The first question to ask is how were the burial sites found at Port aux Choix different than many Indigenous burial sites found throughout the Western Hemisphere? The difference is that the alkaline soils of the area did a remarkable job of preserving the human remains and the usually perishable items that an acidic soil would destroy over time. The other question is why did so many different peoples want to settle on what at first sight seems to be a pretty desolate and barren piece of land?
That is answered by looking at this painting which depicts the abundance of life on the land and the sea in this area of Newfoundland and Labrador. Fish and seals played a vitally important role in sustaining human life here over the ages.
The Maritime Archaic Indians
The first people to arrive at Port aux Choix were the Maritime Archaic Indians who, surprisingly to me at least, came from the north and not the west. Labrador, then Newfoundland and later Quebec and the Maritime provinces were home to these hunter/gatherers starting over 7,500 years ago. Later on this trip we will visit the oldest known grave in North America at Point Amour in Labrador where the remains of a 12 year old girl were buried. However, even before the Maritime Archaic people there were Paleoindians in Labrador up to 9,000 years ago. BTW the terms I am using to describe the various peoples are those used on the Port aux Choix website. I know that few Indigenous peoples today refer to themselves as Indians or Eskimos, but those terms are still used by archaeologists to distinguish certain groups that no longer exist. That may well change over time.
The 117 skeletons exhumed at Poirt aux Choix showed an active healthy population that had a high degree of sophistication in their tools and crafts. Here are a few examples of their hunting tools.
The painting above depicts a walrus, a species no longer found this far south, but it was not the only species that once was common here and is no longer around. These are beaks of the great auk that was hunted to extinction by 1844.
This is a stylized orca which the Maritime Archaic people may have considered as having great power, being the only other animal that was as efficient a predator as humans.
Much is known about the Maritime Archaic Indians, but there is one great unsolved mystery – what happened to them? They simply seem to have completely disappeared from the archaeological record about 3,000 years ago. In Labrador there is evidence that a new people, the Paleo-Eskimos arrived about the same time the northern Maritime Archaic Indians disappeared, but not at Port aux Choix where there is no record of human habitation for hundreds of years after their disappearance there. It is hoped that future archaeological undertakings may provide the answer.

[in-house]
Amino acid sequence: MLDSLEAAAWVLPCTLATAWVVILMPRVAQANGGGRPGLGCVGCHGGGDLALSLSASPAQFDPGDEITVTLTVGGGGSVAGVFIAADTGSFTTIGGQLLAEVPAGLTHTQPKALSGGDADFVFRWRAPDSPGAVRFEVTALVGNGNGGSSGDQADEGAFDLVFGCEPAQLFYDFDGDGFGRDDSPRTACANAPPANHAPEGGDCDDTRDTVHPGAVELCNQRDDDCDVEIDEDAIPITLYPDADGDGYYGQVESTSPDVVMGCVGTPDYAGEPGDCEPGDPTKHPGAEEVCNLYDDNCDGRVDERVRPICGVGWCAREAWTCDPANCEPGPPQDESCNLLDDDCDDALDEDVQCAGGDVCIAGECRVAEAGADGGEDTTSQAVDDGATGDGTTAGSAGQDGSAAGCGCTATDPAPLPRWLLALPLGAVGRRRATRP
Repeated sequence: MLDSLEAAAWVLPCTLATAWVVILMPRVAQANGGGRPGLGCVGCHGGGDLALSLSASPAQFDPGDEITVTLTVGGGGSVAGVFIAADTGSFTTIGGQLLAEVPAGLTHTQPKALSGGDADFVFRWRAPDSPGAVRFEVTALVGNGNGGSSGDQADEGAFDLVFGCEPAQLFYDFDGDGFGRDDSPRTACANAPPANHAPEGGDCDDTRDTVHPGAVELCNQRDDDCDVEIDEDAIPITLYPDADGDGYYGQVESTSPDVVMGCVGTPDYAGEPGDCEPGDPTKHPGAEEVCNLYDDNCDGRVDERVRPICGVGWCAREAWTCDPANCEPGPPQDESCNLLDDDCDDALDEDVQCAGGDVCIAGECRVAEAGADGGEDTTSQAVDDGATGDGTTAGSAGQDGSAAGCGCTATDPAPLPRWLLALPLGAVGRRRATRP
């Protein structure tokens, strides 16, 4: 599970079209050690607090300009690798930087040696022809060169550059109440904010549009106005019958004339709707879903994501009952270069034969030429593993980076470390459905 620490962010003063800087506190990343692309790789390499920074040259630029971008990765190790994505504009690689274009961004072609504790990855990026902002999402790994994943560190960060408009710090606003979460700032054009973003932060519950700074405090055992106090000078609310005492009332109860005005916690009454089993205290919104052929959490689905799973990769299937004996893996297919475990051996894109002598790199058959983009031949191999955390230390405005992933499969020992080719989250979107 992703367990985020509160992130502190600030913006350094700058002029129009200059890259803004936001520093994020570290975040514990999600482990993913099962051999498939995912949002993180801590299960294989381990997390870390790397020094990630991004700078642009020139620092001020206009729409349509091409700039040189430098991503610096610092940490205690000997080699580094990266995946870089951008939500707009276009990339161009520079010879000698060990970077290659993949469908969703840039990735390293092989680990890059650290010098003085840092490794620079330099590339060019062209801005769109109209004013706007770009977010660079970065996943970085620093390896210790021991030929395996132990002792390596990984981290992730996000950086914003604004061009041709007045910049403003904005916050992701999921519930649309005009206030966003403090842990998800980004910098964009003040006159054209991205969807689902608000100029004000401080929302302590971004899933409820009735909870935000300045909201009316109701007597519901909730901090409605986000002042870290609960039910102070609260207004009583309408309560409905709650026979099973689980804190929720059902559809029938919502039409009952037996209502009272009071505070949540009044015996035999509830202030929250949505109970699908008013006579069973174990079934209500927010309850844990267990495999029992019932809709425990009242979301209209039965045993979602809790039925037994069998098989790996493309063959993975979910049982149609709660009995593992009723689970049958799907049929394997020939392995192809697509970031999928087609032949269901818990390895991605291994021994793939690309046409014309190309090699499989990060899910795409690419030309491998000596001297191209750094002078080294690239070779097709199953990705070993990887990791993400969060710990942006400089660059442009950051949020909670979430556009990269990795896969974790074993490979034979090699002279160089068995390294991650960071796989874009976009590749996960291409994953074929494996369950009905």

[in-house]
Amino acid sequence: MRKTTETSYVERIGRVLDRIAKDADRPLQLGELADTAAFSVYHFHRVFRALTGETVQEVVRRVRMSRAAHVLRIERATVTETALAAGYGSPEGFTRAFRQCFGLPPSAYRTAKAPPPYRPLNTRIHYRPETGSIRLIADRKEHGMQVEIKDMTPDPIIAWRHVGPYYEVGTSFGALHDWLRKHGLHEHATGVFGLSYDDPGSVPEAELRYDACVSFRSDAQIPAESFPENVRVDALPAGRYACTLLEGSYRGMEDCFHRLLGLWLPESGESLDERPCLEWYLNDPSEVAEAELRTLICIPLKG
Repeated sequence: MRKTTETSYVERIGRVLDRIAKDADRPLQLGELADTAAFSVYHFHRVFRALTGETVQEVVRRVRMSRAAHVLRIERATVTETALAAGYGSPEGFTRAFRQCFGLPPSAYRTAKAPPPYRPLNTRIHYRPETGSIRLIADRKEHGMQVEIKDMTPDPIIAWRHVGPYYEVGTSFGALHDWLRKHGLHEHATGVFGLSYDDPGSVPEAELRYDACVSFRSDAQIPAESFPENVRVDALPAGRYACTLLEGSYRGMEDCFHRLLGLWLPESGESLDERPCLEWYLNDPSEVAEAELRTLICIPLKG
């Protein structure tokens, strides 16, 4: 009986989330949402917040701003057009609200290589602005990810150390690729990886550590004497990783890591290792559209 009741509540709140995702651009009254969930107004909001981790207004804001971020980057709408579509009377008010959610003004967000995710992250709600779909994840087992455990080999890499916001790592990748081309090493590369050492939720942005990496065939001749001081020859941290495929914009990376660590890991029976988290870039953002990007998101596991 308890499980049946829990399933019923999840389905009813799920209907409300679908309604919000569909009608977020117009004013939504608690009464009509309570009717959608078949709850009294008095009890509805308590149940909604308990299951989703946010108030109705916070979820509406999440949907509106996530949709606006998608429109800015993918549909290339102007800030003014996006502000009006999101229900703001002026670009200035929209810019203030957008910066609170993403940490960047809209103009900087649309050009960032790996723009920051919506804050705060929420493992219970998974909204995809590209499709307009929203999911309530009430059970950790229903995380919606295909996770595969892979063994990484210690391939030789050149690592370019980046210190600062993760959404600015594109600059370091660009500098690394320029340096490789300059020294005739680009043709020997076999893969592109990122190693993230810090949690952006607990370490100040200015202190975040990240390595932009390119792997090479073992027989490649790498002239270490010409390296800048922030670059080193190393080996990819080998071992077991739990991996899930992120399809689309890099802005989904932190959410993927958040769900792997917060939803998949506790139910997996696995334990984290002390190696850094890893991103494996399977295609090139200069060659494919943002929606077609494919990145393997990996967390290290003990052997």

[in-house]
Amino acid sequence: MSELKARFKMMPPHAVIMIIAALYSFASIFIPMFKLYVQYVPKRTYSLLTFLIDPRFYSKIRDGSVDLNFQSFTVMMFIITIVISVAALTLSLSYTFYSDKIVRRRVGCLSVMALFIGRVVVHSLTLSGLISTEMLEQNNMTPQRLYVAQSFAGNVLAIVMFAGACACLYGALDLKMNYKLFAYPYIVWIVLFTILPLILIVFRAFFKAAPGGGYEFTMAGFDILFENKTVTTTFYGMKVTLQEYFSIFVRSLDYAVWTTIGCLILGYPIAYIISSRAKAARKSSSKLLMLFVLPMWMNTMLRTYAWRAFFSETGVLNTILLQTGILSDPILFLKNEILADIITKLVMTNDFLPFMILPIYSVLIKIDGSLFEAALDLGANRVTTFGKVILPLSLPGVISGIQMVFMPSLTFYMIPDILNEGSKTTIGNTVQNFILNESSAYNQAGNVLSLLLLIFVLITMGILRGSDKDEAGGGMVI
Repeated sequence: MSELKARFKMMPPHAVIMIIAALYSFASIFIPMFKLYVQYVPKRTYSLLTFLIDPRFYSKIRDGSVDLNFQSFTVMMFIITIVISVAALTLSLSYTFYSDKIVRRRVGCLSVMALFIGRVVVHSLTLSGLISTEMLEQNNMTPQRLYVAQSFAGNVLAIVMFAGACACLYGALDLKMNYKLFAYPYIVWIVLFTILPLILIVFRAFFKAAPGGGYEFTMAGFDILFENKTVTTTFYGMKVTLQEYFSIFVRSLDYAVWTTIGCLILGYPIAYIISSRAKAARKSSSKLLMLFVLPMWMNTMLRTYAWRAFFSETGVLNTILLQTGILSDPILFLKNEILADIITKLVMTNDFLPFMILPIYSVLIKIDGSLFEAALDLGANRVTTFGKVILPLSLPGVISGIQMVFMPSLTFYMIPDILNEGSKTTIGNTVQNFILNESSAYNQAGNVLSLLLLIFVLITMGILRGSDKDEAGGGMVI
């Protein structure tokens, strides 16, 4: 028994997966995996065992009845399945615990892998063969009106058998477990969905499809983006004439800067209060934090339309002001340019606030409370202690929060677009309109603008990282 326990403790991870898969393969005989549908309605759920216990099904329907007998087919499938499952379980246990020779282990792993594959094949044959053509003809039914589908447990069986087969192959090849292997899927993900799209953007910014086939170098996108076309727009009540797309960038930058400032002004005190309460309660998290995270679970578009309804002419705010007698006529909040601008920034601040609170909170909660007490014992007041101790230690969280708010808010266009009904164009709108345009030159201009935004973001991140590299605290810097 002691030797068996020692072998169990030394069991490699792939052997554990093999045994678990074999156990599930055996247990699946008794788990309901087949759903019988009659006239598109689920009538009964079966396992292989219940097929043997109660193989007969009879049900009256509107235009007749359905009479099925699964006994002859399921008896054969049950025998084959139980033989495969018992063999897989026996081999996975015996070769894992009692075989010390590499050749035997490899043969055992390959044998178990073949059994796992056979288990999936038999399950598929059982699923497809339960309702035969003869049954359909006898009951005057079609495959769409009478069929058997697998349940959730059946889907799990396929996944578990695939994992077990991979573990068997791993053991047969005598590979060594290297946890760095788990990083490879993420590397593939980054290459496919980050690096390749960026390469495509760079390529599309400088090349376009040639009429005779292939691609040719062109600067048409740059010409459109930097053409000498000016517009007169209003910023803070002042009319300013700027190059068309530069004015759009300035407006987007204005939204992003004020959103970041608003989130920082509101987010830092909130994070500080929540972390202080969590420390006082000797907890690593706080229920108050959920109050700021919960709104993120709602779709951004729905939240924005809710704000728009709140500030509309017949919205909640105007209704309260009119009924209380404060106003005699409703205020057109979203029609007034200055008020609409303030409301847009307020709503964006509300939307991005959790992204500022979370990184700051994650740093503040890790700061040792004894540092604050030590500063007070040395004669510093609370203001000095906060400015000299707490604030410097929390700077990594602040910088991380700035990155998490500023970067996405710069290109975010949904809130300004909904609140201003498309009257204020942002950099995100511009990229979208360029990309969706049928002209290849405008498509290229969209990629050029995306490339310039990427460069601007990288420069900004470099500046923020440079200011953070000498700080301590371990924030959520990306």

The Groswater Paleoeskimos
Moving on in the Visitor Centre you learn that the next group to occupy Port aux Choix were the Groswater Paleoeskimos who arrived approximately 800 years B.C.E. You also learn that these people had no ancestral connection to the current Inuit population of Labrador, but like the Maritime Archaic people were a distinct population that seems to have come and gone from history without leaving any living trace.
The Groswater Paleoeskimos occupied Port aux Choix on a seasonal basis and were heavily reliant on the seal migrations. When they were on the island of Newfoundland they would shelter in structures like the one below that used whale bones as a framing material. Despite the often freezing weather, inside these places were quite cozy.
The Groswater Paleoeskimos did not last as long as the Maritime Archaic Indians, disappearing from Newfoundland around 200 B.C.E. and a little later from Labrador. The website Heritage Newfoundland & Labrador states that such extinctions were not uncommon and that ‘hunting was so poor that local bands died out’. In other words, they starved to death. This paints a picture that is in stark contrast to the widely held belief that life in pre-European contact North America was a veritable Garden of Eden with plentiful food sources at all times of year. Again, it is hoped that further archaeological study will provide a clearer picture of what really happened.
The Dorset Paleoeskimos
The next group to occupy the Port aux Choix area were the Dorset Paleoeskimos who also were not related to the current Inuit population. Their occupation of most of coastal Newfoundland was on a much more permanent basis than the Groswater Paleoeskimos. Excavations at the Phillip’s Garden site on Port aux Choix have revealed what appears to have been a small permanent settlement of over fifty houses. Artifacts found here span a range of seven hundred years from 2000 to 1300 years ago. This seems to contradict the description below which suggests smaller groups and seasonality. My information comes from the Parks Canada Port aux Choix website and demonstrates how more modern archaeological techniques can almost completely change the traditional thinking.